After winning a championship in 1887, the Detroit club was folding under financial strain. On October 16, 1888, Thompson's contract was purchased by the Phillies from Detroit for the price of $5,000. He also got married that off-season, with he and his wife deciding to settle in Detroit, where they would remain for the rest of their lives.

Thompson then played for a decade with the Phillies as one of the most feared hitters in the National League. The team frequently won, mostly due to their offensive exploits. But with less than stellar pitching they would not come close to an National League pennant during his years.

Thompson had a chronicly bad back, and that finally caught up to him severely limiting his play in 1897 at age 37, and he would retire from the Phillies and baseball a year later. 

Incredibly, Thompson stayed around the game, and in 1906, nearly a decade after his last regular role, he returned to play eight games for the new American League team in his adopted hometown, the Detroit Tigers.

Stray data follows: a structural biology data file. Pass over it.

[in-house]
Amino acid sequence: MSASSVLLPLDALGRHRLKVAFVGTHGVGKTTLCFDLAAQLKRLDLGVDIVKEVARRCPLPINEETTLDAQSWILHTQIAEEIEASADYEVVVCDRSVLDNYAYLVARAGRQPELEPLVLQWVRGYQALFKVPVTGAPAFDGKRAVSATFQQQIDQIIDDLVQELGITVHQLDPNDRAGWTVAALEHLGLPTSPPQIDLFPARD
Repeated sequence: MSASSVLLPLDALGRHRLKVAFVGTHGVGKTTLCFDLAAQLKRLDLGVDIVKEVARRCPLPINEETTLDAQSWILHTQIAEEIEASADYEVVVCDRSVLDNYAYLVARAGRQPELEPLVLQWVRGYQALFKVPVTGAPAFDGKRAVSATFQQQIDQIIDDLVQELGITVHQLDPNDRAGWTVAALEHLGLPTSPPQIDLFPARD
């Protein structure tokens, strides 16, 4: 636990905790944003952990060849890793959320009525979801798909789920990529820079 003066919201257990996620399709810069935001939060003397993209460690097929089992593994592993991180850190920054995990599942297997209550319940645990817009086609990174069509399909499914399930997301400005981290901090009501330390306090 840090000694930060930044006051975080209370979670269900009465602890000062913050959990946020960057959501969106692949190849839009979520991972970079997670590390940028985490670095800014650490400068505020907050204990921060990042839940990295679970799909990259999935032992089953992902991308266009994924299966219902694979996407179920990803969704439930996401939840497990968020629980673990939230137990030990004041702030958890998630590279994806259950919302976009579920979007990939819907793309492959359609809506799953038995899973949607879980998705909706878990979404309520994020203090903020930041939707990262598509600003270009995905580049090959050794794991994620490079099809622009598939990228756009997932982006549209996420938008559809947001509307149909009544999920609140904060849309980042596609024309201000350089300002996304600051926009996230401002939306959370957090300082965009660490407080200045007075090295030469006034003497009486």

Those games would close his career, but not before he would, at age 46, become one of the oldest players to ever hit a triple.

Interviewed during the 1920's, Thompson's old Detroit Wolverines manager Bill Watkins would call him "the greatest natural hitter of all-time." 

Thompson was inducted into the Baseball Hall of Fame in 1974, and the Phillies Wall of Fame in 1996.


Career Accomplishments

In his first 1888 season with the Phils, the big left-handed hitter (he fielded right-handed) swatted an NL-leading 20 home runs. That year he became the first big leaguer to register a 20-20 (steals and homers) season in history.